But I’m not here to talk about that. I’m here to make good on my promise last week- to investigate and determine whether or not Art of Manliness is sexist.

Of course, before we begin we have to define what “sexism” is. The obvious answer would be discrimination/prejudice against women, but it has got to be more than that. The stereotyping of women (regardless of whether its positive or negative) has also got to be a part of sexism, just as much as it would be a part of racism or any other form of bigotry.

Now at first glance, Art of Manliness really doesn’t touch on the subject of gender relations all that much. For every one of their articles on subjects such as “What to Wear on a First Date“, there are ten articles on how to shine your shoes, shuffle a deck of cards, hitchhike around the US, make maple syrup, and even a world history of shaving. On the whole, the blog is far more invested in trying to break from what it sees as a culture totally lacking in strength, competence, and independence.

But of course, you really can’t devote an entire blog to what makes a man a man without every once in a while stumbling across the subject of women.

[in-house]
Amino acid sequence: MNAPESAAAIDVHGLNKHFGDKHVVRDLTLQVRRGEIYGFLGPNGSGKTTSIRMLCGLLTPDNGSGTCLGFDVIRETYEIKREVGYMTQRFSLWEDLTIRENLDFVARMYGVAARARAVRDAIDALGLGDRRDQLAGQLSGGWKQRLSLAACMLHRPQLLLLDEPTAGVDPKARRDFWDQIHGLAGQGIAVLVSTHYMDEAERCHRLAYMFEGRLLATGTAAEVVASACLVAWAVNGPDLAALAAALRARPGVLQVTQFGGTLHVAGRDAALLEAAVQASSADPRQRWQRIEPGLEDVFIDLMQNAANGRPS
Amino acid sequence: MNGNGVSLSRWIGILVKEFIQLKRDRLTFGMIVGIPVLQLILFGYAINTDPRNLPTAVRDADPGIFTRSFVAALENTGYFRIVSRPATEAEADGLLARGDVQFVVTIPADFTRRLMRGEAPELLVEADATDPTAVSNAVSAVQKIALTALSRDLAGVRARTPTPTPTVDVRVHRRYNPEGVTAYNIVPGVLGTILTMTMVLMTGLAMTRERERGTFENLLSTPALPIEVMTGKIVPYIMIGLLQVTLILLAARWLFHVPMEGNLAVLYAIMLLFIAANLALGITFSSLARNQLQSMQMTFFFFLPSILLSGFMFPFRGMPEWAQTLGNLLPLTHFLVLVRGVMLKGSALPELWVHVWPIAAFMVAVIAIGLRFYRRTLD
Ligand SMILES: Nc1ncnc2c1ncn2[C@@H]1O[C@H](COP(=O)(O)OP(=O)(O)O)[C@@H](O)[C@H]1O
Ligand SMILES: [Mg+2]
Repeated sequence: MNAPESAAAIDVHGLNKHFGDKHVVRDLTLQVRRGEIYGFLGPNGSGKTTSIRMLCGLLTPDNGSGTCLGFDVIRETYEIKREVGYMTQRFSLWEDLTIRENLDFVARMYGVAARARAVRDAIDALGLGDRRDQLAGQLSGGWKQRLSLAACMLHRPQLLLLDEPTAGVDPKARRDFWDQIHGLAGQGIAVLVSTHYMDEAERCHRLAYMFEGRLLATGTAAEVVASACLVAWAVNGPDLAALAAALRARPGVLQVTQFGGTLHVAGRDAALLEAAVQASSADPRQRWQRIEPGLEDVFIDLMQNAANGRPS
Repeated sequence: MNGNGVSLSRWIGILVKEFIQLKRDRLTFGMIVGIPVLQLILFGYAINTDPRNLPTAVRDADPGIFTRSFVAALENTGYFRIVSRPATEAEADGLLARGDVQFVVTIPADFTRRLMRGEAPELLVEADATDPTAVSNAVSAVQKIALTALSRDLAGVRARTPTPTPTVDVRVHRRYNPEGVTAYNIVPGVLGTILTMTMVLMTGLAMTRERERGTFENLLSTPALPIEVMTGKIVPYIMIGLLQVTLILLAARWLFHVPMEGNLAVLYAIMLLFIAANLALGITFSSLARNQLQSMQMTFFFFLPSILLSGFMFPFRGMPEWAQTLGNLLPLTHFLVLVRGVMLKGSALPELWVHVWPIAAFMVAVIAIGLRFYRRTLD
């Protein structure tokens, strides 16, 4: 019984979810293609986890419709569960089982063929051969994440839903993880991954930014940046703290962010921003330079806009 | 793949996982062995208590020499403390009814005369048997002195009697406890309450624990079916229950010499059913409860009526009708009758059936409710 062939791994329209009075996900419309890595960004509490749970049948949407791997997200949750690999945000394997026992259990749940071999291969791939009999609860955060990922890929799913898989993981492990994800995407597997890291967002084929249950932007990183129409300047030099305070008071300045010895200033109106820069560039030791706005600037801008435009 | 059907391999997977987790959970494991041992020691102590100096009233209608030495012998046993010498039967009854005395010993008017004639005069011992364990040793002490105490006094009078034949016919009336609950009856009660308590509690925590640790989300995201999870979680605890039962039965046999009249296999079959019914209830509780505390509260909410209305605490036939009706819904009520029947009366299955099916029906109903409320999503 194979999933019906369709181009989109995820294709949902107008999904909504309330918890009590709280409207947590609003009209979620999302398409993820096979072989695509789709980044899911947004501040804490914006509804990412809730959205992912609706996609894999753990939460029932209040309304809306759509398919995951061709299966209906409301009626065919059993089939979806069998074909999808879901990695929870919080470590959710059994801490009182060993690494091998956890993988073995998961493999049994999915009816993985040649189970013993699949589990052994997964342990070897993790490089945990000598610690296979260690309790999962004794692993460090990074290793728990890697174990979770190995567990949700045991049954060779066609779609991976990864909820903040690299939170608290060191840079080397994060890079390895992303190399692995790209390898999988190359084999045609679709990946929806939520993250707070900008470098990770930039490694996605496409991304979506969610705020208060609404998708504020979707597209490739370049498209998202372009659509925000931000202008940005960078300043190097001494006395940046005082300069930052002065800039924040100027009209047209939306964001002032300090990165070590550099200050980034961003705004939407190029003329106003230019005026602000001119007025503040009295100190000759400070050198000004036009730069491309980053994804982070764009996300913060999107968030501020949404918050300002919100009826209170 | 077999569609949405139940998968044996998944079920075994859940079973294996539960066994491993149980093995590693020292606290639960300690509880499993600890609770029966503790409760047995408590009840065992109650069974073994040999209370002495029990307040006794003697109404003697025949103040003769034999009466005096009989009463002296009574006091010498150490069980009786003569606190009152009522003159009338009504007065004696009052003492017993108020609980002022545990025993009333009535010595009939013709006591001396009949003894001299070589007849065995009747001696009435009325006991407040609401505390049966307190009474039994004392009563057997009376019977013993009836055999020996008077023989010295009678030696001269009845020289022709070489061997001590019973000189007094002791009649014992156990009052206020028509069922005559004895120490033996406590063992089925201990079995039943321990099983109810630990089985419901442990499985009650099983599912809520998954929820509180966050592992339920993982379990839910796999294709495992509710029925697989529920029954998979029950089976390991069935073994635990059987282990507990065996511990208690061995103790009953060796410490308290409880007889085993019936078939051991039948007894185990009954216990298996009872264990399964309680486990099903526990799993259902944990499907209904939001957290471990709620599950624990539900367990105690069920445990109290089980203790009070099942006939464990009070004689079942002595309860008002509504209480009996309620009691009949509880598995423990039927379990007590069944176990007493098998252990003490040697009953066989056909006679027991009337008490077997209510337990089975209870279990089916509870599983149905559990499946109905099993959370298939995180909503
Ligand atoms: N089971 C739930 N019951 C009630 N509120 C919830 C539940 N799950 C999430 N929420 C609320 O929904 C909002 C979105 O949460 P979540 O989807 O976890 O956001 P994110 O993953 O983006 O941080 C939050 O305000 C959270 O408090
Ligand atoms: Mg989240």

For example, take a look at “Women and Children First? Down with the Ship?” or “Womanly Things We Wish Women Still Did“. In both cases, the author simply brings up the subject, allowing the readers to duke it out in the comments section on whether or not the old cry of “Women and children first!” is still right or fair (or if it ever was to begin with).

On the whole, Brett McKay (the principal author) understands that the subject of feminism and feminist issues are still quite controversial, and only more volatile in the venue of his Art of Manliness blog. For the most part, he either allows his readers to debate such questions as “should men hold doors open for women?”, or refers the issue to his wife (and co-author) Kate. Indeed, from everything I’ve read on the blog, it would appear that the single most “edgy” post on gender roles (“What Can Manly Men Expect of Women?”) really doesn’t do anything more than point out (what the author sees) as a double-standard in what men and women can ask of each other. In fact, I’ll stick my neck out there and say that the author makes some solid points on women’s issues and feminism.